There’s nothing quite like a traditional British pub. Many countries try to replicate the unique atmosphere and vibe but simply can’t achieve it. It’s one of the many things we’re famous for. Today, MLA is taking a look at the one of the many things that makes them so different: The quirky names!
You know you’re in the UK when you’re popping out for a few in the Dog and Duck, a swift half in the Cross Keys, and maybe a cheeky one in the Green Man on the way home. These names, amongst hundreds of others, are unique to the British Isles, but where do they hail from?
Firstly, let’s take a look at the most popular pub name. Opinions on the most common vary from survey to survey, but it looks like ‘Red Lion’ takes the lead, with nearly 1,000 watering holes UK-wide using it.
The Red Lion name is a heraldic symbol, deriving from Scotland. James VI of Scotland came to the throne in England as James I, and within weeks insisted that all buildings of importance, including pubs, bear the Red Lion coat of arms. This was a way of reminding the English that the Scottish held power in the south.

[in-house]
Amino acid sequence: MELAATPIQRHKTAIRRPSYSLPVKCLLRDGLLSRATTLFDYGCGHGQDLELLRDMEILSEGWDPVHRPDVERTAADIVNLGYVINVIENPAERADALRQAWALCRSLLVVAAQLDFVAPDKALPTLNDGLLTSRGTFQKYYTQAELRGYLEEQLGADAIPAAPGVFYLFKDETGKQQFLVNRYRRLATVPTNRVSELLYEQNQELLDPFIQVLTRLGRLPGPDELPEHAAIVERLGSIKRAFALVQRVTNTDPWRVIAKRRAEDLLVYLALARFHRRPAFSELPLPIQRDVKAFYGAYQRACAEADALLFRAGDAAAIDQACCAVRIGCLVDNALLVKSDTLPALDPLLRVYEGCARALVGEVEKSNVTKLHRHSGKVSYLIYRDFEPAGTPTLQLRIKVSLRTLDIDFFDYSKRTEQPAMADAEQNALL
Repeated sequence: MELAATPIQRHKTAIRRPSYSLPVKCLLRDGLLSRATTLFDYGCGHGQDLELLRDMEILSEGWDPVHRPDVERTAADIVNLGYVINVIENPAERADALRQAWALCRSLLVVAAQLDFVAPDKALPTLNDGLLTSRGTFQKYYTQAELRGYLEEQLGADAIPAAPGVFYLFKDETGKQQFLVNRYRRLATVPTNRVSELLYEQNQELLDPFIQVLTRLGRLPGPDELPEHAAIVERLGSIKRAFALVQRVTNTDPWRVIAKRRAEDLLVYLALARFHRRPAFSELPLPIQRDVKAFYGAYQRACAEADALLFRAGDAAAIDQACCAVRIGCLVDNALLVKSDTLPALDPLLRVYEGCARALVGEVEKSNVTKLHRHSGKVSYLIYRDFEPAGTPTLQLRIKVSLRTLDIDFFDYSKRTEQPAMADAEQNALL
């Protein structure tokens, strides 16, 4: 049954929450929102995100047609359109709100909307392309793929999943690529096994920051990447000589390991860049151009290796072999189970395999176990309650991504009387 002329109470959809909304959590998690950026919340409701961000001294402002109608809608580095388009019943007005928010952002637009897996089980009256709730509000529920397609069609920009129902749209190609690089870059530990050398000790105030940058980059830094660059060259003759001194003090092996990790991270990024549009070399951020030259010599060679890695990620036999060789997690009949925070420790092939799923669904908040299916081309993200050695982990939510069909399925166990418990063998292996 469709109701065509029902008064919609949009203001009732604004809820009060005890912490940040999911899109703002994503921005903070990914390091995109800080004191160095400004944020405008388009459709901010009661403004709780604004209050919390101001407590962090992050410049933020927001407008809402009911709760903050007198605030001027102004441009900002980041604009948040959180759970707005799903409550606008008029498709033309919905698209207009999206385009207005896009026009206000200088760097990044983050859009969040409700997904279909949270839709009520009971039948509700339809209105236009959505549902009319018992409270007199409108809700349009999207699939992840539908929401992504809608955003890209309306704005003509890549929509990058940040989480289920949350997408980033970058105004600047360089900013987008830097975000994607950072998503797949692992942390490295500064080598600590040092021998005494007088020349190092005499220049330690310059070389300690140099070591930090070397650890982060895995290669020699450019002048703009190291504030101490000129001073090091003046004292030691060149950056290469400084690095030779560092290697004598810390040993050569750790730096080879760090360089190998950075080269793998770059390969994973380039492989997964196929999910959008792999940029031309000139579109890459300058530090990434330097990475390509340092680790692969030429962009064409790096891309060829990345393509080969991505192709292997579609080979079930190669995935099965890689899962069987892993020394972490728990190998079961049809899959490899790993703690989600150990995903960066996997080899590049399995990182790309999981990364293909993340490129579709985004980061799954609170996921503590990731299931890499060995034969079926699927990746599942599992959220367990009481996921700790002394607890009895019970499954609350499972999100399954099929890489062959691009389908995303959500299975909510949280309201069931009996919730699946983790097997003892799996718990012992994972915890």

Slightly quirkier names like The Green Man date much further back. The Green Man is said to be linked to fertility, and is one of the oldest folklore figures in British history. Many believe that the Green Man represents Jesus Christ and his resurrection, with the greenery symbolising new life and growth.
Moving on. Pub names with animals in the title, like the popular Dog and Duck, or Dog and Gun, are unsurprisingly linked to hunting. Britain has a long hunting history, both for survival and sport, and many public houses marked that love when naming their pubs. Similar could be said about pubs with ‘Anchor’ in the name: There’re no prizes for guessing that those who use this have likely been linked to sailors.
What’s the most unusual pub name you’ve seen? Get in touch with the MLA team and let us know!